USSY 275 Colors, Capes and Characters Michael Sangiacomo TuTh 6.00-7.15 Learn to approach comic books and graphic novels through critical thinking strategies; that is, questioning what they are, what they say, and where they come from.
USSY 280 Passport to Eastern Europe Narcisz Fejes MW 2.00-3.15 We see how media representation contributed to the invention of East Central Europe and the Balkans and continues to shape our understanding of the eastern parts of Europe.
USSY 284 The Art of Madness Barbara Burgess-Van Aken MW 3.00-4.15 An examination of the relationship between the evolution of social and medical attitudes toward mental illness and fictional representations of madness in literature.
USSY 286U Puzzled Bernie Jim MWF 9.30-10.20 This course looks at the practice of puzzle making and puzzle-solving and explores the meaning of puzzles for different cultures throughout history.
USSY 286V Food Craze Narcisz Fejes MW 9.00-10.15 Television shows and food-related writing worship food and often promote ideas of multiculturalism. What explains such fascination with the viewing of and reading about food?
USSY 287M Literature of 9-11 Suhaan Mehta MW 9.00-10.15 Consider how novelists, poets, and other writers represent September 11th, investigating how American cultural values influence the choices artists make.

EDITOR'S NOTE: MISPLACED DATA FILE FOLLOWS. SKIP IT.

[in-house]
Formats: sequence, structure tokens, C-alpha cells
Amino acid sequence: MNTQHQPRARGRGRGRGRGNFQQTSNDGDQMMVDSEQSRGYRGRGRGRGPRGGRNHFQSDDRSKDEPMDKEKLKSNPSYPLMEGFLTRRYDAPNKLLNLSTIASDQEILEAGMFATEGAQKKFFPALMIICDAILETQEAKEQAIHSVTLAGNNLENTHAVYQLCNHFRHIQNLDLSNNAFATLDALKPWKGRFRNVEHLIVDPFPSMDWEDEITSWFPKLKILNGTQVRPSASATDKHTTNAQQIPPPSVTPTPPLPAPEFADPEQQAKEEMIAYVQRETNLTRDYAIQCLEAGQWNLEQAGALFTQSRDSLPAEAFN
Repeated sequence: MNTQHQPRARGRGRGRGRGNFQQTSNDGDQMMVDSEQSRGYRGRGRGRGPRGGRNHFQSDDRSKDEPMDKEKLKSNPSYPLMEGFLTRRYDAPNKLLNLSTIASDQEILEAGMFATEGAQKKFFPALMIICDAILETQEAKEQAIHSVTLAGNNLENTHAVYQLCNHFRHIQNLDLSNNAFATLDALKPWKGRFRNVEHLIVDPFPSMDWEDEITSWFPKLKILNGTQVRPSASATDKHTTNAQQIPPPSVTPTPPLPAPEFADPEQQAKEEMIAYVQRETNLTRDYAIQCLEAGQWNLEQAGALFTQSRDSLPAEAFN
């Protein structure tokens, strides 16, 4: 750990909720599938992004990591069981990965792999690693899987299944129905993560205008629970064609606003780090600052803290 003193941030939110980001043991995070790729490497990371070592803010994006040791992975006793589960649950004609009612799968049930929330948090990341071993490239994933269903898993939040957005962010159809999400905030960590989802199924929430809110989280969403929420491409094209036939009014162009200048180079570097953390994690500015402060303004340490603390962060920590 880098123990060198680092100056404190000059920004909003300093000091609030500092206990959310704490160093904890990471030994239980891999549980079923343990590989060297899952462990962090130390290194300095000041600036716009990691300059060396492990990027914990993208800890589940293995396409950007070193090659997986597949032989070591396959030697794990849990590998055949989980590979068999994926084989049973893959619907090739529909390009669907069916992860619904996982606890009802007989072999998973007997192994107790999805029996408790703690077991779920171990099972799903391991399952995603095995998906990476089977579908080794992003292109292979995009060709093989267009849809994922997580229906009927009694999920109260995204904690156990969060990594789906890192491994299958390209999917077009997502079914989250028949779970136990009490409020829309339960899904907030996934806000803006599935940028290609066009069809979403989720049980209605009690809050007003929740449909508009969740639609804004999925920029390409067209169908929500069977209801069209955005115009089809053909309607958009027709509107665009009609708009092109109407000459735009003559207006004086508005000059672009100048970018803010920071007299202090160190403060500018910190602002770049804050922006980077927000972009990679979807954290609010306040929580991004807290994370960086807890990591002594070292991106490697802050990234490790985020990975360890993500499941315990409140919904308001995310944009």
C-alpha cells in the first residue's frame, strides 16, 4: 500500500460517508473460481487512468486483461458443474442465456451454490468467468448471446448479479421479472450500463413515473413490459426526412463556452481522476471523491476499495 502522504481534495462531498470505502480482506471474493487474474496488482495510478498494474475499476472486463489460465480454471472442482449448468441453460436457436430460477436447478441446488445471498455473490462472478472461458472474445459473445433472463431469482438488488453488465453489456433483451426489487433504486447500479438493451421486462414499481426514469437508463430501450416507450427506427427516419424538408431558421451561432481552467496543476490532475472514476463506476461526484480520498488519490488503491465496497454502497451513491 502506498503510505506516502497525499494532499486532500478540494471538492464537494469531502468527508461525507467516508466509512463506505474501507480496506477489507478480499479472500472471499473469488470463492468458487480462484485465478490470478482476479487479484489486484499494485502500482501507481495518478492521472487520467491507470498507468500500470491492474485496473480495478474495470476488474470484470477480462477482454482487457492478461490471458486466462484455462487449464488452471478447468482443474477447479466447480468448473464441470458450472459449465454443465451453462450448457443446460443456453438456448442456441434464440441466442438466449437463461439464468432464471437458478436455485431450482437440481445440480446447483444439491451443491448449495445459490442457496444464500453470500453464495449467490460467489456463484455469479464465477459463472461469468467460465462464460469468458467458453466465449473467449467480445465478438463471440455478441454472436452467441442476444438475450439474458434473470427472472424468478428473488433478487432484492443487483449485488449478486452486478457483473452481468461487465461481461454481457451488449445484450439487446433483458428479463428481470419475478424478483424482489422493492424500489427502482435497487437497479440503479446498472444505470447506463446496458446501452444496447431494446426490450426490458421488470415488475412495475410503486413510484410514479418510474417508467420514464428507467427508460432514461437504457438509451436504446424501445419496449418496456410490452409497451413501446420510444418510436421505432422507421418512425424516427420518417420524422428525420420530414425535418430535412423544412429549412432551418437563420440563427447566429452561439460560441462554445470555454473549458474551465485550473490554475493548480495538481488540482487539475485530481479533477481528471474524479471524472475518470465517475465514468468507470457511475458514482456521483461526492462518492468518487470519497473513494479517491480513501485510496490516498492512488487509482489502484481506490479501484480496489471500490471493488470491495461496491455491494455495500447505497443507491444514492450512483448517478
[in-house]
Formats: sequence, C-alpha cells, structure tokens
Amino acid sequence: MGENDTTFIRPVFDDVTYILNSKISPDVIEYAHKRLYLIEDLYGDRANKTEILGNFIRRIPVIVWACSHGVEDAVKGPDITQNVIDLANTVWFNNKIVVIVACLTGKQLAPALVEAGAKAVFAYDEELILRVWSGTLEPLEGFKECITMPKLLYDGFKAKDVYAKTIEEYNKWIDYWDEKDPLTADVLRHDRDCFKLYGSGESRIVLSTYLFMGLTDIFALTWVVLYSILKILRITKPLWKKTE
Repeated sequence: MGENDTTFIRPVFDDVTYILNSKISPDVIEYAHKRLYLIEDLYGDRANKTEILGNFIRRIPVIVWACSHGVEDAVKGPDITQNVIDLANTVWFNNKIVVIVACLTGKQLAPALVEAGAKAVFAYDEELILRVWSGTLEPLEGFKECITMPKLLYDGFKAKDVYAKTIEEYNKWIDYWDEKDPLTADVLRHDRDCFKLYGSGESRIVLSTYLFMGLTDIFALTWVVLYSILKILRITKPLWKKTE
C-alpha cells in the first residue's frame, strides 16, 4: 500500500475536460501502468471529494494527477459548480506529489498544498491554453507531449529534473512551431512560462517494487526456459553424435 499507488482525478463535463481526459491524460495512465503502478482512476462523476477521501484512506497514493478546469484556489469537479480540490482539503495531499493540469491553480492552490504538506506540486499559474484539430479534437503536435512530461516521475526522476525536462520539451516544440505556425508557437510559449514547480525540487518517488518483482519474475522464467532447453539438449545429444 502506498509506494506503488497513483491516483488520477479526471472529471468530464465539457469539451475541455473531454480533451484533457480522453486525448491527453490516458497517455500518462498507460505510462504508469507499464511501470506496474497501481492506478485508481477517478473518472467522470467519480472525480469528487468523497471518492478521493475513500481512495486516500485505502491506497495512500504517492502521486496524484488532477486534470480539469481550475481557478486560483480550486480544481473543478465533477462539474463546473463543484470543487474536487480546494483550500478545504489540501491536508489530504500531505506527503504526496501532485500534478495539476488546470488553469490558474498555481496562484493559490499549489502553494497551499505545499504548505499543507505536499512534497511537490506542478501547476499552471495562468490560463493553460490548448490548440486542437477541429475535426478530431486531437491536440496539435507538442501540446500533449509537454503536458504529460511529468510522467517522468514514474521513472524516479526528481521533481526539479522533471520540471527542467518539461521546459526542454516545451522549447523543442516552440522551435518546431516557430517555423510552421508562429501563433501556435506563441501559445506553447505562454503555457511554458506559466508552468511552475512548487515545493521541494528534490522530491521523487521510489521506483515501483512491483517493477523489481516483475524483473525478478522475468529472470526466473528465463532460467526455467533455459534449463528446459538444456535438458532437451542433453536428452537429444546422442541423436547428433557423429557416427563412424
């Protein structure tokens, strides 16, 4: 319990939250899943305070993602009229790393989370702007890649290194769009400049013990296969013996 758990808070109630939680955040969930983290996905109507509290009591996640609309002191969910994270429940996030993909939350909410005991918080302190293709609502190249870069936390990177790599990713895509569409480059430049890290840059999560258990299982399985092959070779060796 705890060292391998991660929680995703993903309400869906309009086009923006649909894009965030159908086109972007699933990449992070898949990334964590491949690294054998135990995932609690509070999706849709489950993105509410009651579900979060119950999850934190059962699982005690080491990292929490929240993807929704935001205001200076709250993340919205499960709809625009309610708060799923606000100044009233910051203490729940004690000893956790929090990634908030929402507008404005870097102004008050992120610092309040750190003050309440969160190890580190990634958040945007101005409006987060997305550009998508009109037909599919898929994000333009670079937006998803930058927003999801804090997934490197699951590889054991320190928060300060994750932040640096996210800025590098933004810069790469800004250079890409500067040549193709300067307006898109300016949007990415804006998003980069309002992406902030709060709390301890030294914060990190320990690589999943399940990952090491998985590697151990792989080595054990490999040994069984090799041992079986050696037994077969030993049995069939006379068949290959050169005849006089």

USSY 287X Paris in the Arts Annie Pecastaings MW 4.00-5.15 This course will use representation of Paris in the arts as a lens through which the identity and recent history of this major city will come into focus.
USSY 288E Fantastic Voyages Lisa Nielson TuTh 10.00-11.15 Narratives from antiquity to the late medieval era that purport to depict a “real” journey into the unknown are examined to explore the representation of cultural barriers.
USSY 288I Diversions Kris Kelly MWF 11.30-12.20 How do stories that don’t follow conventional rules of order encourage us to participate in making sense of our contemporary world?
USSY 288R Cultural issues in Chinese business Steve Feldman TuTh 4.30-5.45 How can American business people negotiate a Chinese business system so vastly different from the one they are familiar with?